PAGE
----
The Early History of Thermex Paper-Cube Fuel

Learn how one Vermont farmer put his equipment to new use by making wood- and paper-cube fuel through his new Thermex business.

| January/February 1982


Laslocky displays his paper-cube fuel.


Anyone who's ever driven through the countryside and watched a giant combine efficiently mowing its way across a field of grain has likely marveled at today's technology. Well, as you may know, other — often less visible — machines are needed to turn field crops into pelletized or cubed feed for livestock.
Similar to the combine, these motorized monsters are very expensive and they, too, spend the bulk of their working lives housed idle in cavernous sheds, waiting to lumber into action when the crop matures. In fact, most feedmaking equipment sees use only from April to September, and — even if the harvest is exceptionally good — the total operating time of such machines may amount to no more than 800 hours a year.

"This equipment is simply too expensive to sit idle for the better part of the year," notes Russell Laslocky, owner of the 250-acre Windrow Farm near Shoreham, Ver. So, when Laslocky read about a local utility's plan to fuel one of its generators with wood chips, he began wondering whether his alfalfa-compacting equipment might be used during the off season to produce compressed biomass fuel for wood-stoves and furnaces. Before long the machines — a gargantuan California Century pellet mill and a huge John Deere 390 alfalfa cuber — had been adapted to turn out combustible pellets and cubes from sawdust and waste paper.

Laslocky buys sawdust from local suppliers for about $20 a ton and he's able to obtain castoff paper from offices, newspapers and other sources free for the hauling (the cost of transporting the paper does average $20 to $25 a ton, though). Once the Vermonter has pelletized or cubed the waste materials, he sells them through a dealer network — in 40-pound bags or by bulk — for $60 to $100 a ton, under the trade name "Thermex."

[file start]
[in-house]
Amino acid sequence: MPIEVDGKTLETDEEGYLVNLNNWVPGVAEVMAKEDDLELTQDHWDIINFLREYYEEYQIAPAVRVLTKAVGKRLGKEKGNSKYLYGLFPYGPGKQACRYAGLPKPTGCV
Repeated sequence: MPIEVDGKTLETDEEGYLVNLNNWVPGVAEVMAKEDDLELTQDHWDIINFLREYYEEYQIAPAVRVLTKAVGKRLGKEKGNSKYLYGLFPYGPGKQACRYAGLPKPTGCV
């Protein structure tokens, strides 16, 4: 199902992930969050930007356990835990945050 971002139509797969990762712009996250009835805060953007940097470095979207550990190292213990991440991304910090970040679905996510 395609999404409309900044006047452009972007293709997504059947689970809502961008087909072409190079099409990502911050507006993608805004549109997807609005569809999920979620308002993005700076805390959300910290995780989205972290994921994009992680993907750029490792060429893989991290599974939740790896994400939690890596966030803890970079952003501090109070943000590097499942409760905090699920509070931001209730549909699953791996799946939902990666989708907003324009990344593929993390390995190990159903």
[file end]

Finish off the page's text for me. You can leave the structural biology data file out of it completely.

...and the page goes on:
Making Sawdust for Fuel 


After the sawdust arrives at Windrow Farm, it's dumped into an automatic feeder. A conveyor then carries the pulverized wood to a 30-foot-long tumbler containing three concentric drying cylinders (since the sawdust has a moisture content of between 50 percent and 60 percent, it must be dehydrated to about a 20 percent moisture content to become an efficient fuel).

Following its trip through the dehydrator, the sawdust is augured into one of the two "cyclones" or tunnel-like hoppers, which tower above the processing plant's roof. From there, the shavings are gravity-fed into the California Century pellet mill and are extruded as a kind of woodchip spaghetti, which measures about 3/8 inch in diameter.

12/24/2007 9:50:23 PM

I have a John Deere cuber, which is the stationary model. If this might be of interest, please e-mail me or call 765-339-4775.

2/26/2007 8:24:19 AM

hello, I'm looking for a cubing machine, John Deere 425.If anybody knows anything, please contact me at

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